Giants, Dragons & Unicorns: The World of Mythic Creatures

October 14, 2023 - February 25, 2024
Liberty Hall Academic Center Gallery
Mami Wata

About the Exhibition

About the Exhibition

Stories of mythical beings have been with us for thousands of years. These legends, which were sometimes inspired by fossils or living animals, continue to inspire us today. Giants, Dragons & Unicorns: The World of Mythic Creatures traces the natural and cultural roots of some of the world’s most enduring mythic creatures.

Organized by the American Museum of Natural History in New York, Giants, Dragons & Unicorns: The World of Mythic Creatures features unique cultural objects to highlight the surprising similarities and differences in the ways people around the world envision and depict mythic creatures. The exhibition includes models and cast fossils of prehistoric animals to investigate how they could have – through misidentification, speculation, fear, or imagination – inspired the development of several legendary creatures. For example, visitors will discover how narwhal tusks were believed to be magical remnants of unicorn horns, how dinosaur fossils may have been mistaken for the remains of griffins, and how tales of sea monsters may simply have been fisherman’s tales of real creatures such as the oarfish and giant squid.

Exhibition highlights include a stunning vibrant sculpture of the African water spirit Mami Wata; a replica “Feejee mermaid,” of the type made famous by showman P. T. Barnum, created by sewing the head and torso of a monkey to the tail of a fish; a “life-size” model of a European unicorn; and a dramatic model of a kraken, whose tentacles appear to rise out of the floor as if surfacing from the sea.

Giants, Dragons & Unicorns: The World of Mythic Creatures also offers numerous interactive stations throughout the exhibition. Visitors are invited to participate in activities like rearranging scale models of mammoth bones to look like a giant human skeleton. In an engaging digital interactive, visitors can build their own dragon and watch as it comes alive in a virtual environment. The exhibition also includes several video interviews with experts in various fields discussing the significance of mythical creatures and their possible real-life counterparts.

Access a Spanish audio translation of the exhibition text here.

Selected Works

Unicorn Hundreds of years ago, European sailors told of a sea monster called the kraken that could toss ships into the air with its many long arms. Today we know such monsters aren’t real. But a living sea animal, the giant squid, has 10 arms and can grow longer than a school bus. This kraken, a mythical sea monster, has enormous tentacles that appear to rise out of the floor as if surfacing from the sea. © AMNH
Mami Wata 2
Mami Wata People around the world tell of water creatures that are half-fish and half-human. Mami Wata is one of the most popular—and powerful—African water spirits. She is most often portrayed as a mermaid, though she has other forms. Mami Wata heals the sick and brings good luck to her followers, but she also has a temper and will drown people who don’t obey her. © AMNH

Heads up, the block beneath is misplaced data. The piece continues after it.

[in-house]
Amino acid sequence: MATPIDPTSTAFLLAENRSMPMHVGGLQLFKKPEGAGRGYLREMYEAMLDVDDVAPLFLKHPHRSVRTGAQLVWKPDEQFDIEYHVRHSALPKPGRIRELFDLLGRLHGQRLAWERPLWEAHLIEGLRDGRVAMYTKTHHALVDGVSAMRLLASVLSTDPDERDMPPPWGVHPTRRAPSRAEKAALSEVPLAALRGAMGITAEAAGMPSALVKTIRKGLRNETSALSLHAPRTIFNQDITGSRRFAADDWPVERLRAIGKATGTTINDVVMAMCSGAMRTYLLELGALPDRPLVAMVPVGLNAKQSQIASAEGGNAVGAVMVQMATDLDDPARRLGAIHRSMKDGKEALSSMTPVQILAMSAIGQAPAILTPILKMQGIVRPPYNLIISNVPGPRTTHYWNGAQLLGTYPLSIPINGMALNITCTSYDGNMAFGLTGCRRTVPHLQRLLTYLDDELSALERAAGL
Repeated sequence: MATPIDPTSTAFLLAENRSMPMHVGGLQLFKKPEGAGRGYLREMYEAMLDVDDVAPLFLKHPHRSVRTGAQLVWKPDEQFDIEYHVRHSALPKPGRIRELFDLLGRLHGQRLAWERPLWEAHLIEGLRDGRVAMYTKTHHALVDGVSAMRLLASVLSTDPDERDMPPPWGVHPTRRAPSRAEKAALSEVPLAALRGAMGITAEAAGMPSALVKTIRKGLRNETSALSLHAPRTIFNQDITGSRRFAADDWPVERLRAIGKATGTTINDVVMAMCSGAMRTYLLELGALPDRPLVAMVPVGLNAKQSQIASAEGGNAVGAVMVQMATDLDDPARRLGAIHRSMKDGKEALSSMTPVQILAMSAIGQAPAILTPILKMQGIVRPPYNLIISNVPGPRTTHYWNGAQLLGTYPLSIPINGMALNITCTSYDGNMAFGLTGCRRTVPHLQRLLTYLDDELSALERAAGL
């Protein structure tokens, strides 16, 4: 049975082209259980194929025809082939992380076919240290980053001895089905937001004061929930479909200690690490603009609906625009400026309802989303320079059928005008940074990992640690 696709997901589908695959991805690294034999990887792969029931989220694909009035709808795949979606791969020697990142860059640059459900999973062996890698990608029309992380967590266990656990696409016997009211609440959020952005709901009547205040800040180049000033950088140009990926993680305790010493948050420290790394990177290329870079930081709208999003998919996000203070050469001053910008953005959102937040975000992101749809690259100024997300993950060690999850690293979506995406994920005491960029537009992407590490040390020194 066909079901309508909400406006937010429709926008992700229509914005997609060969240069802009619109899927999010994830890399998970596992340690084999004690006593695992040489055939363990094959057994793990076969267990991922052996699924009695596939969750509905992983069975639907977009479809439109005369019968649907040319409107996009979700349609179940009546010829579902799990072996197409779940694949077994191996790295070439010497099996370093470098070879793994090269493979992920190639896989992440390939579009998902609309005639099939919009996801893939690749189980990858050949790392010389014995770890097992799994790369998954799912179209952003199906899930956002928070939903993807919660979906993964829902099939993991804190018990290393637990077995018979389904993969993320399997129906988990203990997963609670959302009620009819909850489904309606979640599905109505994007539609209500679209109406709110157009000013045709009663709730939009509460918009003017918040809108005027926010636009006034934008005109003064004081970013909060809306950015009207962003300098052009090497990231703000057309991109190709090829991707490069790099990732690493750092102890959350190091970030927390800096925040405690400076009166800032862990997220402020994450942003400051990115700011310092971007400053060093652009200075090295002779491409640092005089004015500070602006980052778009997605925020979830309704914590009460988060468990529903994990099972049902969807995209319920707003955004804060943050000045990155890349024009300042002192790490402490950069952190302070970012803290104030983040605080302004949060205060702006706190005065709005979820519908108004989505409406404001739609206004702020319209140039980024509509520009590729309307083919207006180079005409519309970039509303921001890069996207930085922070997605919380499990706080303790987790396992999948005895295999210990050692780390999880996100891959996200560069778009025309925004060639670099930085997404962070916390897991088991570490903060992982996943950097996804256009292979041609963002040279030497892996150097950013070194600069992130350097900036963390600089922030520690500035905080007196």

See a Serpent Many sea monsters include features from living animals. In the mind’s eye, a large tentacle could become part of a monstrous serpent. Such cases of mistaken identity, combined with tall tales and resonant cultural symbols, may have shaped the sea monsters found in pictures and stories around the world. This digital interactive station demonstrates how real marine animals could be mistaken for mythical sea monsters. © AMNH
Giant Squid Eye The giant squid (Architeuthis) is a deep-ocean creature, rarely seen near the surface. Early evidence of its existence—bits of giant tentacles in whale stomachs, and battle scars left by suckers on whale skin—inspired sailors to tell stories of a monstrous “devilfish.” The giant squid has huge eyes, helping it to find prey in the dark ocean depths. © AMNH  

About the American Museum of Natural History (

The American Museum of Natural History, founded in 1869 with a dual mission of scientific research and science education, is one of the world’s preeminent scientific, educational, and cultural institutions. The Museum encompasses more than 40 permanent exhibition halls, galleries for temporary exhibitions, the Rose Center for Earth and Space including the Hayden Planetarium, and the Richard Gilder Center for Science, Education, and Innovation. The Museum’s scientists draw on a world-class permanent collection of more than 34 million specimens and artifacts, some of which are billions of years old, and on one of the largest natural history libraries in the world. Through its Richard Gilder Graduate School, the Museum offers two of the only free-standing, degree-granting programs of their kind at any museum in the U.S.: the Ph.D. program in Comparative Biology and the Master of Arts in Teaching (MAT) Earth Science residency program. Visit for more information.